How many times has a coworker done something that affected your level of trust in their abilities? And after, were you ever able to recreate that initial trust? In any relationship, work-related or personal, trust is imperative.
Trust means you feel comfortable delegating a task. Trust means your employees complete tasks without being constantly coached. Trust is a part of data and network security across the board.
In the world of technology, situations and processes change daily. For a business to succeed, all employees must rely on each other to get the job done. Occasionally, things happen to break confidence and expectations go unmet. In the book “Trust and Betrayal in the Workplace: Building Effective Relationships in Your Organization,” authors Dennis and Michelle Reina delve into workplace situations that can affect trust, including downsizing, restructuring and even just delegating duties.
According to the authors, any breach of trust on the job can damage the performance of employees. When expectations aren’t met on many levels, the results can completely erode confidence. This is why business leaders and managers must try to understand the importance of expectations from their own standpoint, but also from that of their employees. They must also commit to creating an environment where trust is built and sustained on a daily basis.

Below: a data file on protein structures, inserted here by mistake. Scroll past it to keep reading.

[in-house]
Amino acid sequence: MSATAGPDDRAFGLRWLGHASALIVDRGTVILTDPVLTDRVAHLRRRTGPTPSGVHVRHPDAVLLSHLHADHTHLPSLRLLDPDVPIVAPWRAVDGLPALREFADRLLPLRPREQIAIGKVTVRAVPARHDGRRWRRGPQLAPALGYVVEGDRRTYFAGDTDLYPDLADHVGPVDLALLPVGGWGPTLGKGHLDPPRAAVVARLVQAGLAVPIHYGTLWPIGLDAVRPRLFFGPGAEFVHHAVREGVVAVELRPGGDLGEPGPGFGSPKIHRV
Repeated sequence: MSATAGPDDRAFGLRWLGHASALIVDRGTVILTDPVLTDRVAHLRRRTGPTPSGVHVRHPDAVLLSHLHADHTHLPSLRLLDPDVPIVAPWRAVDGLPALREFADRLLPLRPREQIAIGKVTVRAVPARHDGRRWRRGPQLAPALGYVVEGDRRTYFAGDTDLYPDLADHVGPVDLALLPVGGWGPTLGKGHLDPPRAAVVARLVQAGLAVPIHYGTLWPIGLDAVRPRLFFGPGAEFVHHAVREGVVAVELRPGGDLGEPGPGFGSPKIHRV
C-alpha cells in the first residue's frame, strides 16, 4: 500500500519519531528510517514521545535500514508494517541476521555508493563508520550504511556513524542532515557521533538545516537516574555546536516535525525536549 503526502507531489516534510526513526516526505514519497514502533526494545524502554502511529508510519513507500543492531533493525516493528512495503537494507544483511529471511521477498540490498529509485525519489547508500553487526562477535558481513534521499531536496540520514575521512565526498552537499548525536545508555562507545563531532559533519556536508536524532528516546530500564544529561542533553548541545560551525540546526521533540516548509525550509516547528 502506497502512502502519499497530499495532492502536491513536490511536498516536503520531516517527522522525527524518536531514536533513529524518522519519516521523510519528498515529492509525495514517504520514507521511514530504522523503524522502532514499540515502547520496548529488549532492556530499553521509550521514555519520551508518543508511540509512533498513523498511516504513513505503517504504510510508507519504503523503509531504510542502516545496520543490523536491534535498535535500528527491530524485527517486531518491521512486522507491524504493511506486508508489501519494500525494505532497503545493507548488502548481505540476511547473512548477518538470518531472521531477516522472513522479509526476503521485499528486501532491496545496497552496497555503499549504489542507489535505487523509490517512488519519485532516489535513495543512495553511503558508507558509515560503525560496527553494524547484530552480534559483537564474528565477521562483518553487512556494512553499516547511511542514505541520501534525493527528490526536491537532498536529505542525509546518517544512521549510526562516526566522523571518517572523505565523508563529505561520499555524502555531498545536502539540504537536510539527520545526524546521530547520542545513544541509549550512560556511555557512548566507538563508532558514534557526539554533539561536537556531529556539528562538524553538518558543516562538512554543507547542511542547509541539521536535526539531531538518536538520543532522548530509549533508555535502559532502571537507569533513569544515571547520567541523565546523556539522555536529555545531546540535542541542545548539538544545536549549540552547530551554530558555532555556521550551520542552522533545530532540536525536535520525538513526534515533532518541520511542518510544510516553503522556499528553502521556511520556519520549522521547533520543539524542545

In our IT Downloads area, an excerpt from the book’s chapter 8, “How Trust Is Rebuilt: The Seven Steps for Healing,” is available. In this download, the authors discuss examples of “betrayal” on the job and how such a loss in confidence can seriously break down an employee’s performance. The section explains how such feelings can erupt, bringing pain and resentment and sometimes a want for revenge.
Betrayal and broken trust are often akin to death or loss. People must deal with the feelings and attempt to heal. The authors identify seven steps that move a person toward healing and regaining trust:
- Observe and acknowledge the act.
- Allow yourself to feel the emotions.
- Find others to support you during the hard time.
- Put the act into a different context.
- Take responsibility for your role in the act.
- Learn to forgive others—and yourself.
- Move beyond the episode and let go of negative feelings.
The excerpt breaks down each step into a section and explains the emotions associated and how it is important to experience the feelings. Moving through these steps will help workers accept disappointing situations and find ways to rebuild confidence with their managers or other coworkers.
Managers and company leaders should learn how to facilitate the healing process among their employees. Helping distraught workers to move through troubling situations and rebuild their trust with each other is an important step to building a successful company.